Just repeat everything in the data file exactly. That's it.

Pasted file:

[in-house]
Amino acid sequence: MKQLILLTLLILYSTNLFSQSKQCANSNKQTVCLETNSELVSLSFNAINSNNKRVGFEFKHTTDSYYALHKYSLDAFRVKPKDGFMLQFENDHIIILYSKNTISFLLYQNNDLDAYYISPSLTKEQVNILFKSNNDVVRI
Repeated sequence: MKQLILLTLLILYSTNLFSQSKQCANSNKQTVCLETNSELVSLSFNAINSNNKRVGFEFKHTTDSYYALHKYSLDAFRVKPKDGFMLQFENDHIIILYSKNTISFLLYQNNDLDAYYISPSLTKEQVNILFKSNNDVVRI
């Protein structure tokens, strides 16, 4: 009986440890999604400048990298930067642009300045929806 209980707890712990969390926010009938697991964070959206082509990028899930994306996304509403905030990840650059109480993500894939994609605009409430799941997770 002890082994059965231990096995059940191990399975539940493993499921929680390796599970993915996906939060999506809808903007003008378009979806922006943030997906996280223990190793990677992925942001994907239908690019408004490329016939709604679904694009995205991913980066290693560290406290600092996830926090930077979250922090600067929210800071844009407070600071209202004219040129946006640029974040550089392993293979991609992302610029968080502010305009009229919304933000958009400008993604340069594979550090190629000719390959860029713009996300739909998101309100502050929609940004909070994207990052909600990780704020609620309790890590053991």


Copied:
[in-house]
Amino acid sequence: MKQLILLTLLILYSTNLFSQSKQCANSNKQTVCLETNSELVSLSFNAINSNNKRVGFEFKHTTDSYYALHKYSLDAFRVKPKDGFMLQFENDHIIILYSKNTISFLLYQNNDLDAYYISPSLTKEQVNILFKSNNDVVRI
Repeated sequence: MKQLILLTLLILYSTNLFSQSKQCANSNKQTVCLETNSELVSLSFNAINSNNKRVGFEFKHTTDSYYALHKYSLDAFRVKPKDGFMLQFENDHIIILYSKNTISFLLYQNNDLDAYYISPSLTKEQVNILFKSNNDVVRI
């Protein structure tokens, strides 16, 4: 009986440890999604400048990298930067642009300045929806 209980707890712990969390926010009938697991964070959206082509990028899930994306996304509403905030990840650059109480993500894939994609605009409430799941997770 002890082994059965231990096995059940191990399975539940493993499921929680390796599970993915996906939060999506809808903007003008378009979806922006943030997906996280223990190793990677992925942001994907239908690019408004490329016939709604679904694009995205991913980066290693560290406290600092996830926090930077979250922090600067929210800071844009407070600071209202004219040129946006640029974040550089392993293979991609992302610029968080502010305009009229919304933000958009400008993604340069594979550090190629000719390959860029713009996300739909998101309100502050929609940004909070994207990052909600990780704020609620309790890590053991």